Russia has apparently not found this convincing.

Kremlin spokesman Dmitry Peskov on Monday said the incident was caused by “premeditated” actions by Israeli pilots, warning that this will harm relations between the two countries.

“According to information of our military experts, the reason (behind the downing) were premeditated actions by Israeli pilots which certainly cannot but harm our relations,” Peskov told journalists.

The incident was the deadliest case of friendly fire between Syria and its key backer Russia since Moscow’s 2015 military intervention, which turned the war in Assad’s favor.

Peskov said the new measures were only to boost the security of its troops in Syria.

(With AFP)


2 babies die at camp for displaced in Jordan

Many Syrians have fled to Jordan and have been placed in camp like Al-Zaatri (pictured), but Rukban camp lies inside Syria and Jordanians say the responsibility belongs to Damascus. (File/Reuters)
Updated 19 min 37 sec ago
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2 babies die at camp for displaced in Jordan

  • The deaths prompted UNICEF to reiterate calls for humanitarian access for the thousands of people at Rukban camp

AMMAN: Two babies have died of illness in the past week at a camp for displaced people on the Syrian border with Jordan, the UN children’s agency UNICEF said Thursday.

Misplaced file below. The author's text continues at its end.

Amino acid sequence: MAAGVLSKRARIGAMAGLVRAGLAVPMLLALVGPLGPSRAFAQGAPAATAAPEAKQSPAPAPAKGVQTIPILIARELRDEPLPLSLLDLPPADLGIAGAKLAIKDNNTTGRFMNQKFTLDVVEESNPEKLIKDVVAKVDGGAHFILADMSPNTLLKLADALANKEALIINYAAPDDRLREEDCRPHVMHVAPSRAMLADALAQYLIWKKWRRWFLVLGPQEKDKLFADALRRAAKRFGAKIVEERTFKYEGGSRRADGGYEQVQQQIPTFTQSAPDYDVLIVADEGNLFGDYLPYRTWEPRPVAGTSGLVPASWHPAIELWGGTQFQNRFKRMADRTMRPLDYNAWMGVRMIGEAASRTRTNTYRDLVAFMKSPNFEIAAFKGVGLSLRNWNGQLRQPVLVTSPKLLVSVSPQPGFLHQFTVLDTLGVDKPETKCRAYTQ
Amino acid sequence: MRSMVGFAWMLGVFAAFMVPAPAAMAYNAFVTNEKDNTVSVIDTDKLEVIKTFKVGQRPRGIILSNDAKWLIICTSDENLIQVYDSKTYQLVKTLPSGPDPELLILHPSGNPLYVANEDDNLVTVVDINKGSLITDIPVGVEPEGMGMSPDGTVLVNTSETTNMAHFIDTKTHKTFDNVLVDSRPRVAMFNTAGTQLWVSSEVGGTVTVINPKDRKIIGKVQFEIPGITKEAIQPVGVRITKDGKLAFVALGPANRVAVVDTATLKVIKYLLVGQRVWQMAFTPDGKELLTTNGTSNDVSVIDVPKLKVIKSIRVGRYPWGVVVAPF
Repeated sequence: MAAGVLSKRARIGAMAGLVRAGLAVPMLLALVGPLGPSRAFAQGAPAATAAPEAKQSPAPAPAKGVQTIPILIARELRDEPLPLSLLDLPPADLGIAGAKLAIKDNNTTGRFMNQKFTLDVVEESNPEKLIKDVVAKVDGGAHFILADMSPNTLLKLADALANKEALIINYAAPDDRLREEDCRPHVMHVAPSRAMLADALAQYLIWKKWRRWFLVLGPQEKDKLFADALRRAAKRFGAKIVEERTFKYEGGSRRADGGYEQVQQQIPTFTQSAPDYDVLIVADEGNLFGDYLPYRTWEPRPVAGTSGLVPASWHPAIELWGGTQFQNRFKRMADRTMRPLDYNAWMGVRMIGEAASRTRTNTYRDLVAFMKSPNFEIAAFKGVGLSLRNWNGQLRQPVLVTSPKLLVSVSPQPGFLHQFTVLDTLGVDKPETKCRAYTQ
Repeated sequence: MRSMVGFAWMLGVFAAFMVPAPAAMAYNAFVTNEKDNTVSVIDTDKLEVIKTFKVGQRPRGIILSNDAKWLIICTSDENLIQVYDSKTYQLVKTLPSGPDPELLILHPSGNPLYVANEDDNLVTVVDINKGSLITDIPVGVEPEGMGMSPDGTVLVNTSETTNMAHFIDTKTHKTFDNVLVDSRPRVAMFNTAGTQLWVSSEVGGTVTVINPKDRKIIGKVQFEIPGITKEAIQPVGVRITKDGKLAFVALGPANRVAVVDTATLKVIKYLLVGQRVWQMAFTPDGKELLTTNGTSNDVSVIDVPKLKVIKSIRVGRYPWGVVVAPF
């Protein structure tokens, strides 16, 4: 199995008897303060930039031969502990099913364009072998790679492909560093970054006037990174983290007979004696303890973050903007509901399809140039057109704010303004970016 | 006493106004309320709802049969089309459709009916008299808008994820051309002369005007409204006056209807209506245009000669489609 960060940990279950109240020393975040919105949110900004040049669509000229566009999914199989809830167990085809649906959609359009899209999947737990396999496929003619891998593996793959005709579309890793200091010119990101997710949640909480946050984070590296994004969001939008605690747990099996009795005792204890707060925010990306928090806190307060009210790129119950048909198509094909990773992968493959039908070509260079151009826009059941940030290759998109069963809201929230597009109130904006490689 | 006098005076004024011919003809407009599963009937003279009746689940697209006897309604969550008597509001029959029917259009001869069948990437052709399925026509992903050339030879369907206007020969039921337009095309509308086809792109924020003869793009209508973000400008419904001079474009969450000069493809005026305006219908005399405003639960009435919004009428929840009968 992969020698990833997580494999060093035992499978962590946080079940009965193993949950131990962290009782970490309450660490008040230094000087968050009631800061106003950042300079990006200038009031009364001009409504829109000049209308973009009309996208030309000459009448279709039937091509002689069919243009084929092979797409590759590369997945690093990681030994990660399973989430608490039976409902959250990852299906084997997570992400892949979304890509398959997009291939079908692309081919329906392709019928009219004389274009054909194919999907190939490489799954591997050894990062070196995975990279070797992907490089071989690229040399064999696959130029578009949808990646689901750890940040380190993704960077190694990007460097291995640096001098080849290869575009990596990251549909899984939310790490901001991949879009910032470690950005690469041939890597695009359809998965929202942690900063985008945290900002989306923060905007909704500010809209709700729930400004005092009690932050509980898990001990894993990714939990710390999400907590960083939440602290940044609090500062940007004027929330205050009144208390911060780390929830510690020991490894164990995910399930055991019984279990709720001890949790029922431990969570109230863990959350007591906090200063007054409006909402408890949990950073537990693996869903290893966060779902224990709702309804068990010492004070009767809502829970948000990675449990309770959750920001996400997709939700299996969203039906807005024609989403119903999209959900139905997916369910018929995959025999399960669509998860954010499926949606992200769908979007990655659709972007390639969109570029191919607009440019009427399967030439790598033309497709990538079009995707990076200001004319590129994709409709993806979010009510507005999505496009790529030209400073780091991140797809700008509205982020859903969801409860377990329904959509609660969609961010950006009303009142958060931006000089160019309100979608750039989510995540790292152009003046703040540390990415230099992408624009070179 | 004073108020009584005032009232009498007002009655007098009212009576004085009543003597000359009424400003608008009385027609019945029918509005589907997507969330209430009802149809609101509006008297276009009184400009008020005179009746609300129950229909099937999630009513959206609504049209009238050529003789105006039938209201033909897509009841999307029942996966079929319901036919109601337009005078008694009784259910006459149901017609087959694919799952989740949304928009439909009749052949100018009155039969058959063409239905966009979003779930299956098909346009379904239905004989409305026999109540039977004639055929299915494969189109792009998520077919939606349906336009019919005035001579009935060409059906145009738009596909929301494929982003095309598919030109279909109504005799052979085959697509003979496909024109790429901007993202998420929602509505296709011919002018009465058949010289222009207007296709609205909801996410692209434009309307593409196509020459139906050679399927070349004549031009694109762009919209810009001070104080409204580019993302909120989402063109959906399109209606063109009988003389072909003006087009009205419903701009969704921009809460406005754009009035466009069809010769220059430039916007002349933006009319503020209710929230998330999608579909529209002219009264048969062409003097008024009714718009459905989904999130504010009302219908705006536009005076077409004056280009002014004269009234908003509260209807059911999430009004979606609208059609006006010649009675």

The deaths prompted UNICEF to reiterate calls for humanitarian access for the thousands of people at Rukban camp, which lies in an inhospitable stretch of desert.

“Another sad week for children and families in Rukban. Two sick babies under six months old died in Rukban,” said Geert Cappelaere, UNICEF regional director for the Middle East and North Africa.

“Freezing temperatures and lack of supplies including of basic commodities, threaten the lives of nearly 45,000 people — among them many children, leaving them at the risk of disease and death,” he said in a statement.

Last month the UN and Syrian Arab Red Crescent announced the first delivery of humanitarian aid at Rukban in 10 months.

Civilians trapped at the camp face the risk of starvation amid a deteriorating humanitarian situation after Jordan sealed its border following a Daesh attack on its soldiers.

Soon afterwards, the army declared Jordan’s desert regions that stretch northeast to Syria and east to Iraq “closed military zones.”

Amman believes the responsibility of the camp lies with Damascus since it is inside Syrian territory.

Syria has been embroiled in a civil war that killed more than 360,000 people and displaced millions since it started with the brutal repression of anti-government protests in 2011.